Intellectual Property Policy


Villanova University’s faculty, staff, and students are regularly involved in scholarly activities that stem from the core teaching, learning, research, and service missions of the University. While the primary focus of such efforts is the advancement of the University mission, the products of scholarship often have broader applications to and benefits for the individuals involved, to the University, and to society. By establishing policy on Intellectual Property, Villanova University seeks to support the activities of the faculty, staff, and students in identifying, protecting, and administering Intellectual Property matters and defining the rights and responsibilities of all involved.

Intellectual Property is created when something new is conceived and developed or when a non-obvious result, which can be applied to some useful purpose, has been discovered using existing knowledge.

The purpose of this document is to provide a policy framework under which Villanova University will manage the Intellectual Property of the University community. This policy statement does not and cannot provide all the necessary specific details that are required to administer issues of Intellectual Property for the entire University and, therefore, it is anticipated that this policy may be modified periodically and/or tailored to fit the facts and circumstances of a particular case.

This policy shall apply to all persons in the employ of Villanova University in any capacity and to all students enrolled in Villanova University. Furthermore, this policy applies to all Intellectual Property created by Villanova University faculty, staff and students.


A patent is a grant by the government, acting through the Patent Office, of exclusive right to an invention or discovery of a process, machine, manufacture or composition of matter for a limited time. Generally three conditions should be met for the granting of a patent: the invention or discovery should be new, useful, and unobvious. For any Intellectual Property potentially subject to patent, refer to the section on PATENT POLICY in this Faculty Handbook for the applicable terms and conditions, including ownership and revenue distribution.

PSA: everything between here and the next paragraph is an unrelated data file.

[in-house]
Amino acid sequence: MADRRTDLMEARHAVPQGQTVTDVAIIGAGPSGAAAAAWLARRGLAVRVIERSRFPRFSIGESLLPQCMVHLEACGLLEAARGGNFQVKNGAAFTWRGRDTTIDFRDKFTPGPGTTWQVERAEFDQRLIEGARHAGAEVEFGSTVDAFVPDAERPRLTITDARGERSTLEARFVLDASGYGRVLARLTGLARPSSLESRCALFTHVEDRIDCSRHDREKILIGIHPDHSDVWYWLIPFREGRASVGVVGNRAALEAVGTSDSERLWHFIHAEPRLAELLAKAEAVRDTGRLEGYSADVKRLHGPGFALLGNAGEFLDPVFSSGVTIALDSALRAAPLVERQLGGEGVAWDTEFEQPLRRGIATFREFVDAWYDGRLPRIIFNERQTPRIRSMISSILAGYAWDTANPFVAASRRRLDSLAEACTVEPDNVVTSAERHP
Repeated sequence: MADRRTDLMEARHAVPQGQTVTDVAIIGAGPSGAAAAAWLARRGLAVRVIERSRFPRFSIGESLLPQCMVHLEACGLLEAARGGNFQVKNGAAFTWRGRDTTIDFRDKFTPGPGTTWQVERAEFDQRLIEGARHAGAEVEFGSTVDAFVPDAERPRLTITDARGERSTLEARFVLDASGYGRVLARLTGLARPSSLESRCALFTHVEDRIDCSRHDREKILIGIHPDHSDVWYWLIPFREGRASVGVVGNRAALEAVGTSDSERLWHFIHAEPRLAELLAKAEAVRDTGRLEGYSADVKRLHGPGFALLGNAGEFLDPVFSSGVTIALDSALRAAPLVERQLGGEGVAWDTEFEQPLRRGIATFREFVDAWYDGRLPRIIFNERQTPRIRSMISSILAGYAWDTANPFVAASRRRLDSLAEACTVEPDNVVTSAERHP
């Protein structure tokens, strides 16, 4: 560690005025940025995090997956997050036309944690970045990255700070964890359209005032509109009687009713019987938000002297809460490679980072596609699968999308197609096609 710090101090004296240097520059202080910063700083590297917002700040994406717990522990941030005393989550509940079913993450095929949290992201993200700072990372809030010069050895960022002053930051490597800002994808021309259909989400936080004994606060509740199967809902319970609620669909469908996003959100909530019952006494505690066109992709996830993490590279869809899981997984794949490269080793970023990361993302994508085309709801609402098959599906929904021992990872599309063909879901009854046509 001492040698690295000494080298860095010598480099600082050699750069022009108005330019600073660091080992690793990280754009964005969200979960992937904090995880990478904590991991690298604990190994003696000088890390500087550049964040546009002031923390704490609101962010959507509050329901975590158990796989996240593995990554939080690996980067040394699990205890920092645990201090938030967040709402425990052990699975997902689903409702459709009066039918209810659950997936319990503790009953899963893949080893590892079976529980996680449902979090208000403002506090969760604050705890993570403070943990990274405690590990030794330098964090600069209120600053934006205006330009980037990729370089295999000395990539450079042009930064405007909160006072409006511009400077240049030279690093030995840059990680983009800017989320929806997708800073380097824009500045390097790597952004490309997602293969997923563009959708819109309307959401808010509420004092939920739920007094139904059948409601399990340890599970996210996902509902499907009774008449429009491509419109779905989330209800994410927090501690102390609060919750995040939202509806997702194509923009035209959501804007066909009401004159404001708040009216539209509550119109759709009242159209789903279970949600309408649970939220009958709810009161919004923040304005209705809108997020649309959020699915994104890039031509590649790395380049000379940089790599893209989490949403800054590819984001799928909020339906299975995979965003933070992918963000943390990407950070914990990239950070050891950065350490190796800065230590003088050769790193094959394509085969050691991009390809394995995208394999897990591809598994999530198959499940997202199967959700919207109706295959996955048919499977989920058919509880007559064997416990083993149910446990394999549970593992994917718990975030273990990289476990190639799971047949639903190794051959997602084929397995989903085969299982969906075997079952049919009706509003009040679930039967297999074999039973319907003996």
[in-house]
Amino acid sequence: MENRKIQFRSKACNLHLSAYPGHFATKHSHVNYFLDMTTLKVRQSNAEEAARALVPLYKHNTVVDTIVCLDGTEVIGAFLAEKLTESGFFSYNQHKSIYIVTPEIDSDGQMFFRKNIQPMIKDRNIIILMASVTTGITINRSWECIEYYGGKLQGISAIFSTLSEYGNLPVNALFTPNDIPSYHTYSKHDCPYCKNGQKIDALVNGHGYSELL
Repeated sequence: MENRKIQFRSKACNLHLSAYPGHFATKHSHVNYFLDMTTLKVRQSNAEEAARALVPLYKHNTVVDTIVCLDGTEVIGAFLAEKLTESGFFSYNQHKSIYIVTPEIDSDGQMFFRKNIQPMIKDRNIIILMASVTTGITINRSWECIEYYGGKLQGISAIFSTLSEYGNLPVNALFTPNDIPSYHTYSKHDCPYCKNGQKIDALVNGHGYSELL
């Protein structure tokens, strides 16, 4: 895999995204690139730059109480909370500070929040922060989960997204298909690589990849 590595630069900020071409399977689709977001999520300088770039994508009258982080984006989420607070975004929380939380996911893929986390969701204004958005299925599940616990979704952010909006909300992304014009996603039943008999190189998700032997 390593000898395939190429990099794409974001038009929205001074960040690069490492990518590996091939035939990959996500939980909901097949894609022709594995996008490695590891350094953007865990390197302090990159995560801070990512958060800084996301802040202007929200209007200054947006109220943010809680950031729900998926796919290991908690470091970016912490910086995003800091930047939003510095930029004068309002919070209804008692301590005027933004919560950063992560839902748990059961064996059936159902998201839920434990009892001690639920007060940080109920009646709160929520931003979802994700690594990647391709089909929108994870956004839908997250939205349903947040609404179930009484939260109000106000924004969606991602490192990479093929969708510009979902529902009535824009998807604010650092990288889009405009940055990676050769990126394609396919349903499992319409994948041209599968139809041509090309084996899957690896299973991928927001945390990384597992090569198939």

1. Copyright protection: Copyright protection does not extend to any idea, procedure, process, system, concept, principle or discovery. A copyright protects the forms of expression and not the ideas that are expressed. For example, the University might own the copyright to media prepared specifically for the delivery of a University course. The faculty member(s) who created the content might also copyright another non-derivative work based on the same ideas. Thus the faculty and University are afforded the opportunity to work together to copyright different expressions of the same ideas for different purposes.
  2. Ownership: In general, all copyrightable Intellectual Property developed by employees of the University while functioning in the capacity of employee or using University property, equipment, or resources belongs to the University, subject to the provisions described below. In order of precedence, copyright ownership of Intellectual Property shall be specified as follows:
    1. Sponsored Projects Agreements: The University may negotiate and sign Sponsored Project Agreements including contracts and grants between external sponsors such as corporations, government agencies or foundations and the University, that specify completely or partially the ownership of Intellectual Property created as a result of specific sponsored projects. This category includes ownership requirements that result from a government funding source by operation of law (e.g., laws pertaining to Intellectual Property created using federal funds). All individuals working on a project under a Sponsored Project Agreement shall be notified in advance of the terms of ownership under the agreement for any Intellectual Property which may be created on behalf of the University while working on the project.
    2. University Sponsored Works. The University may initiate and fund specific projects that produce Intellectual Property and shall own the Intellectual Property created as a result of such projects. In particular, the University shall own Intellectual Property created by University employees and students who were assigned or employed specifically to produce a particular piece of Intellectual Property, or whose normal assignments and employment encompass activities that would lead to the production of intellectual property. The financial terms or other terms of support for University Sponsored Works can vary from project to project.